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Dolly Varden Charr

Salvelinus Malma - "Qalukpik"

Population Status


Dolly Varden charr occur within four systems in the northern Yukon and northwestern Northwest Territories (Babbage, Firth, Rat and Big Fish rivers). In summer, charr from all four stocks intermingle in Yukon nearshore waters to feed.

Population Size:

Anadromous Dolly Varden charr have been enumerated at the Babbage, Big Fish, and Rat rivers. The Dept of Fisheries and Oceans completed a stock assessment of the Rat River population in 2001. The size of the Firth River stock is not known but is believed to be larger than the Babbage River stock. Since all four systems have never been enumerated in the same season, and some of the fish are thought to move among systems in different years, these estimates must be interpreted with caution.

Population Trend:

Babbage and Firth rivers: unknown, but probably stable as neither river receives significant harvest pressure. Population estimates of charr in the Rat River system in 1996 and 1998 indicated the population to be relatively stable. Concerns over the decline of charr in the Big Fish River prompted a conservation closure of the fishery – almost 20 years have passed and the fishery remains closed..

Unique or special characteristics

  • Anadromous Dolly Varden charr of the Yukon North Slope are an international species, with some life history stages ranging to Alaskan coastal waters and streams (particularly from the Firth River). There are many streams in northern Alaska that are utilized by Dolly Varden charr, and these fish probably also utilize Yukon coastal waters to some extent.

Habitat Features

Each of the four river systems (Babbage, Firth, Big Fish, and Rat) is fed by one or more perennial springs, and this produces one or more "fish holes": areas that remain open year-round and thus provide overwintering and spawning habitat for the charr. Hence, spawning and overwintering sites are relatively well known, and recent studies have shown that the physical characteristics of the fish holes may change with time as sodium, water, and silt levels fluctuate. The effects of these changes on the fish could be dramatic and this is currently under investigation.



Under the IFA, the Aklavik Hunters and Trappers Committee has the authority to develop bylaws that apply to the Inuvialuit harvest of specific species, if required. NWT laws must then reflect these bylaws; bylaws may also be reflected in Ivvavik National Park regulations and Yukon wildlife regulations. There are no bylaws in place in Aklavik for charr fishing at the present time. However, from time to time, the community has voluntary closures and limits, set by the HTC for specific cases (e.g., Big Fish River, 1992, 1993).

Annual subsistence harvests at the Big Fish River, Shingle Point, and Rat River are monitored by the community harvest monitors hired by FJMC and the Gwich’in Renewable Resource Board. Data is also collected by the Gwich’in Harvest Study.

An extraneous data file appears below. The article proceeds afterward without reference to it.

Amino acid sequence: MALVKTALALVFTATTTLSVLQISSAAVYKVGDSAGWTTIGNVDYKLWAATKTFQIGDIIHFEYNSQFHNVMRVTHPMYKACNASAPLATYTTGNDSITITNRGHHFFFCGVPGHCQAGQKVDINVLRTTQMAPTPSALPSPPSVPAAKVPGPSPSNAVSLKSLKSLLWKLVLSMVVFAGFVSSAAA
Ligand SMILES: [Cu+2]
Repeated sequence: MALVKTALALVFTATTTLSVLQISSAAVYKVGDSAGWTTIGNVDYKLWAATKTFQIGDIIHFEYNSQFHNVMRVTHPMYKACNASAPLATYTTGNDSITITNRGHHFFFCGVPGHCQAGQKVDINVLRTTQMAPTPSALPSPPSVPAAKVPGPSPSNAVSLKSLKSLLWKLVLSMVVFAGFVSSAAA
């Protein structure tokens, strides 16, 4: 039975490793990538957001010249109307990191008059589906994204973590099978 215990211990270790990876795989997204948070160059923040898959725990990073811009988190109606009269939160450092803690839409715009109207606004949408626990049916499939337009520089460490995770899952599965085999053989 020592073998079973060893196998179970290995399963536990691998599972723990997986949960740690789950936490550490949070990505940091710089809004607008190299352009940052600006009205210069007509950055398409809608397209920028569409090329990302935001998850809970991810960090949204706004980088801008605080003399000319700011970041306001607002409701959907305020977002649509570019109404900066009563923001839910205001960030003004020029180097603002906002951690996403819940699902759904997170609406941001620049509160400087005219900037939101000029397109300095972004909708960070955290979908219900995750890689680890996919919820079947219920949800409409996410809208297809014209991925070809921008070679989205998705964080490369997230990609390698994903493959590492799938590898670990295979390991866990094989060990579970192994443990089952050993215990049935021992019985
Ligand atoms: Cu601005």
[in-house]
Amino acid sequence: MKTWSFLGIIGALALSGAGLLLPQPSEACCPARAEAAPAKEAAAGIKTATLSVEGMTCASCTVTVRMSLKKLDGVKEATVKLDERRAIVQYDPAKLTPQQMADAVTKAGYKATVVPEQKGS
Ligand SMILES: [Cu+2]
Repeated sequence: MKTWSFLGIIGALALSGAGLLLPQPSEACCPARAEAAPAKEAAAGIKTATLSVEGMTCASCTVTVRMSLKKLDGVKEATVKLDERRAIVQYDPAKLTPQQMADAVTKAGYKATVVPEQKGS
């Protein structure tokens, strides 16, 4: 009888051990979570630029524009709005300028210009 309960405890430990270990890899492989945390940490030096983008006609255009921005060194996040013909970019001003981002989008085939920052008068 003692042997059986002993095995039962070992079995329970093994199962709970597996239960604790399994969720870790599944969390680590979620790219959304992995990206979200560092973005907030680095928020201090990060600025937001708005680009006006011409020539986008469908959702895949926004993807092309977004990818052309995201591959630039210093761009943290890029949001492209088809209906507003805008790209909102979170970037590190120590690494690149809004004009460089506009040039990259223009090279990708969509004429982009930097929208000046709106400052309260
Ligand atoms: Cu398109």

From 1988 to 1999 Inuvialuit harvest data was collected through the Inuvialuit Harvest Study. In the period from 1988 to 1997, the average annual harvest reported by Aklavik residents was 1110.

There is little or no subsistence harvesting of Dolly Varden charr from the Firth River. The Rat River continues to support a significant subsistence harvest of Dolly Varden charr by the residents of Fort McPherson. Residents of Aklavik catch Rat River charr as well, when the fish are migrating past Shingle Point and past Aklavik, en route to the Rat River overwintering areas.


Within Ivvavik National Park, a sport fishing licence issued by Parks Canada is necessary, with regulations set by Parks Canada.

The FJMC conducts a sport angler survey of recreational anglers who have purchased a licence, or registered to fish, in the ISR between April and September each year. The objective of the survey is to determine the number, species and location of fish caught by sport anglers within the ISR during the spring and summer fishing season. Anglers surveyed include those issued with a Parks Canada fishing permits to fish within Ivvavik National Park. Most sport fish catches were reported from along the Firth River corridor. There are no areas in the Western Arctic open to commercial fishing for Dolly Varden charr.


The charr can be relatively visible when on the overwintering/spawning grounds (e.g., "fish holes"). However, these sites are very inaccessible, and the fish are particularly sensitive to disturbance/fishing at that time. As a sport fish, it is prized by anglers due to its limited range, big size, and good flavour.


Habitat alterations and overharvesting are the major threats faced by these charr. Any development activity (roads, right-of-ways, etc.) that would diminish the integrity or physical characteristics (water level, oxygen level, silt loads, temperature, pH, etc.) of the spawning/overwintering area would pose a threat to developing embryos, rearing juveniles, or spawning/overwintering adults found in these areas.